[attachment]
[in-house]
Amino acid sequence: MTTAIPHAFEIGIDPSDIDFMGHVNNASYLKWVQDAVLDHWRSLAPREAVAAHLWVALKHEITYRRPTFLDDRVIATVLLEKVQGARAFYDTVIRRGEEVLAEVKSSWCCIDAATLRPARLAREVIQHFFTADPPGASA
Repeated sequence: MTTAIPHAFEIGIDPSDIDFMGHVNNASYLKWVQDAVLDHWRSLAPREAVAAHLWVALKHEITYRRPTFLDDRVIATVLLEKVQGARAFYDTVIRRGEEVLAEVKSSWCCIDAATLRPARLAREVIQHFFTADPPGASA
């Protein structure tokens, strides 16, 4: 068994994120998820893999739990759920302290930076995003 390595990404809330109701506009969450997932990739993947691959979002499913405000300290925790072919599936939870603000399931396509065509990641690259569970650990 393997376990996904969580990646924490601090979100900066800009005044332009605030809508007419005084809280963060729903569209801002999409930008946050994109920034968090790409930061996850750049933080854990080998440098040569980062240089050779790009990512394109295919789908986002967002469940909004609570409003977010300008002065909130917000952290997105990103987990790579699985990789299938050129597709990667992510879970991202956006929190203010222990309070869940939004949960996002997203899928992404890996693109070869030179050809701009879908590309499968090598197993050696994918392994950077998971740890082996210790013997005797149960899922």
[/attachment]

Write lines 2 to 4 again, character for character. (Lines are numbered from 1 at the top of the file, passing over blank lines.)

Amino acid sequence: MTTAIPHAFEIGIDPSDIDFMGHVNNASYLKWVQDAVLDHWRSLAPREAVAAHLWVALKHEITYRRPTFLDDRVIATVLLEKVQGARAFYDTVIRRGEEVLAEVKSSWCCIDAATLRPARLAREVIQHFFTADPPGASA
Repeated sequence: MTTAIPHAFEIGIDPSDIDFMGHVNNASYLKWVQDAVLDHWRSLAPREAVAAHLWVALKHEITYRRPTFLDDRVIATVLLEKVQGARAFYDTVIRRGEEVLAEVKSSWCCIDAATLRPARLAREVIQHFFTADPPGASA
């Protein structure tokens, strides 16, 4: 068994994120998820893999739990759920302290930076995003 390595990404809330109701506009969450997932990739993947691959979002499913405000300290925790072919599936939870603000399931396509065509990641690259569970650990 393997376990996904969580990646924490601090979100900066800009005044332009605030809508007419005084809280963060729903569209801002999409930008946050994109920034968090790409930061996850750049933080854990080998440098040569980062240089050779790009990512394109295919789908986002967002469940909004609570409003977010300008002065909130917000952290997105990103987990790579699985990789299938050129597709990667992510879970991202956006929190203010222990309070869940939004949960996002997203899928992404890996693109070869030179050809701009879908590309499968090598197993050696994918392994950077998971740890082996210790013997005797149960899922």